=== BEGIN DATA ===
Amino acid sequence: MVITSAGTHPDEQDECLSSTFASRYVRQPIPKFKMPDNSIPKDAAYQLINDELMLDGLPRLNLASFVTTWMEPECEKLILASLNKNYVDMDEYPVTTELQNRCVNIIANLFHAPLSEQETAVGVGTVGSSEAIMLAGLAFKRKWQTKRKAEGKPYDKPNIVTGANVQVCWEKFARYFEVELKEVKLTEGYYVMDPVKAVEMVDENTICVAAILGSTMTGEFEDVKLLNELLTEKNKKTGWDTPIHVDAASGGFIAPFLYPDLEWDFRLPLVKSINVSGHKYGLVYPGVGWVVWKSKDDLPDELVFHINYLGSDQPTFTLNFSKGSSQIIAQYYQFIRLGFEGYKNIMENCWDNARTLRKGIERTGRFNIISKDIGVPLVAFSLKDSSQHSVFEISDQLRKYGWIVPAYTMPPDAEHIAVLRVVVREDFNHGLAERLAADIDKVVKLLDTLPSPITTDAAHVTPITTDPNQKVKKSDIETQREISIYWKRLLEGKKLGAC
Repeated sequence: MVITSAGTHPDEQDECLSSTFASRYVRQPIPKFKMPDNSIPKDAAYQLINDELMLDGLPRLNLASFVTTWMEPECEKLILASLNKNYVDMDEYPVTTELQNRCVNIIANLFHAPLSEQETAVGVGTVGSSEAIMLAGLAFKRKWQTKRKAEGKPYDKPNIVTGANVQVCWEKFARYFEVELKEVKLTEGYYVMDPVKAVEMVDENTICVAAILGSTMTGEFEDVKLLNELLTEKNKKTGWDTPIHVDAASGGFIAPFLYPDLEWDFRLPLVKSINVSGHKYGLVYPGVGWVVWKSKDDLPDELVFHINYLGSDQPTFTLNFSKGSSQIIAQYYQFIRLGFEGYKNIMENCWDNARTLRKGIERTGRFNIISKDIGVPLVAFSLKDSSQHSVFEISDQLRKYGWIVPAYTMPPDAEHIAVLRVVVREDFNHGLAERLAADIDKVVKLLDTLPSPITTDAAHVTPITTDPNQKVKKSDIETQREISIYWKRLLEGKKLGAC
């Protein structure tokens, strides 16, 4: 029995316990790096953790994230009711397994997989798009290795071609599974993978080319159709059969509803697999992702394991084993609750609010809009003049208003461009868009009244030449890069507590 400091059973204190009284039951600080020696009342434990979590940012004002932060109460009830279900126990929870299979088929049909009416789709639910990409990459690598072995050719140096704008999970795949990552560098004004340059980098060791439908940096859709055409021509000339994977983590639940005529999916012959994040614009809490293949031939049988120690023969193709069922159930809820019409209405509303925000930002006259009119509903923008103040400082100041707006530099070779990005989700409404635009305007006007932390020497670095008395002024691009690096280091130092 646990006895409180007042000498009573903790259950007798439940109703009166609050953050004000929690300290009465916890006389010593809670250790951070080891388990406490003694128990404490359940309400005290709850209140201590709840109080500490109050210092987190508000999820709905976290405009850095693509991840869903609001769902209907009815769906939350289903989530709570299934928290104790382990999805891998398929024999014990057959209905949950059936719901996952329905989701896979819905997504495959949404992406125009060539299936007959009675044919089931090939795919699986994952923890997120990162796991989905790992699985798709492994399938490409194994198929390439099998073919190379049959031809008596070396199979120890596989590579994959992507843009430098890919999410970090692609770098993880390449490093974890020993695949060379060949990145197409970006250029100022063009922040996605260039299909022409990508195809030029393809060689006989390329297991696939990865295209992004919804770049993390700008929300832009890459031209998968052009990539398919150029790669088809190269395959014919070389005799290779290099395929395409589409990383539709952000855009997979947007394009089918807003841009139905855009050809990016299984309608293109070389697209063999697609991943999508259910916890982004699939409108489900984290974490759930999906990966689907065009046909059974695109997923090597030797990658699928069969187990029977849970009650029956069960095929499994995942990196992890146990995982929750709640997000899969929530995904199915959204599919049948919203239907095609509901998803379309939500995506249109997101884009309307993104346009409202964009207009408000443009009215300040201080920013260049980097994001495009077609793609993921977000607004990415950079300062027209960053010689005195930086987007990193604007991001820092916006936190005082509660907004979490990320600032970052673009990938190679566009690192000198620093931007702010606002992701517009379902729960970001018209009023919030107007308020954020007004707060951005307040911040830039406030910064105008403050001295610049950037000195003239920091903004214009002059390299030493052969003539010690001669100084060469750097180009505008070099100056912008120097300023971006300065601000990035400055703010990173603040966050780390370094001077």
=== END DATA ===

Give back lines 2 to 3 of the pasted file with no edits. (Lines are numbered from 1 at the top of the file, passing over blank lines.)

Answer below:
Repeated sequence: MVITSAGTHPDEQDECLSSTFASRYVRQPIPKFKMPDNSIPKDAAYQLINDELMLDGLPRLNLASFVTTWMEPECEKLILASLNKNYVDMDEYPVTTELQNRCVNIIANLFHAPLSEQETAVGVGTVGSSEAIMLAGLAFKRKWQTKRKAEGKPYDKPNIVTGANVQVCWEKFARYFEVELKEVKLTEGYYVMDPVKAVEMVDENTICVAAILGSTMTGEFEDVKLLNELLTEKNKKTGWDTPIHVDAASGGFIAPFLYPDLEWDFRLPLVKSINVSGHKYGLVYPGVGWVVWKSKDDLPDELVFHINYLGSDQPTFTLNFSKGSSQIIAQYYQFIRLGFEGYKNIMENCWDNARTLRKGIERTGRFNIISKDIGVPLVAFSLKDSSQHSVFEISDQLRKYGWIVPAYTMPPDAEHIAVLRVVVREDFNHGLAERLAADIDKVVKLLDTLPSPITTDAAHVTPITTDPNQKVKKSDIETQREISIYWKRLLEGKKLGAC
């Protein structure tokens, strides 16, 4: 029995316990790096953790994230009711397994997989798009290795071609599974993978080319159709059969509803697999992702394991084993609750609010809009003049208003461009868009009244030449890069507590 400091059973204190009284039951600080020696009342434990979590940012004002932060109460009830279900126990929870299979088929049909009416789709639910990409990459690598072995050719140096704008999970795949990552560098004004340059980098060791439908940096859709055409021509000339994977983590639940005529999916012959994040614009809490293949031939049988120690023969193709069922159930809820019409209405509303925000930002006259009119509903923008103040400082100041707006530099070779990005989700409404635009305007006007932390020497670095008395002024691009690096280091130092 646990006895409180007042000498009573903790259950007798439940109703009166609050953050004000929690300290009465916890006389010593809670250790951070080891388990406490003694128990404490359940309400005290709850209140201590709840109080500490109050210092987190508000999820709905976290405009850095693509991840869903609001769902209907009815769906939350289903989530709570299934928290104790382990999805891998398929024999014990057959209905949950059936719901996952329905989701896979819905997504495959949404992406125009060539299936007959009675044919089931090939795919699986994952923890997120990162796991989905790992699985798709492994399938490409194994198929390439099998073919190379049959031809008596070396199979120890596989590579994959992507843009430098890919999410970090692609770098993880390449490093974890020993695949060379060949990145197409970006250029100022063009922040996605260039299909022409990508195809030029393809060689006989390329297991696939990865295209992004919804770049993390700008929300832009890459031209998968052009990539398919150029790669088809190269395959014919070389005799290779290099395929395409589409990383539709952000855009997979947007394009089918807003841009139905855009050809990016299984309608293109070389697209063999697609991943999508259910916890982004699939409108489900984290974490759930999906990966689907065009046909059974695109997923090597030797990658699928069969187990029977849970009650029956069960095929499994995942990196992890146990995982929750709640997000899969929530995904199915959204599919049948919203239907095609509901998803379309939500995506249109997101884009309307993104346009409202964009207009408000443009009215300040201080920013260049980097994001495009077609793609993921977000607004990415950079300062027209960053010689005195930086987007990193604007991001820092916006936190005082509660907004979490990320600032970052673009990938190679566009690192000198620093931007702010606002992701517009379902729960970001018209009023919030107007308020954020007004707060951005307040911040830039406030910064105008403050001295610049950037000195003239920091903004214009002059390299030493052969003539010690001669100084060469750097180009505008070099100056912008120097300023971006300065601000990035400055703010990173603040966050780390370094001077």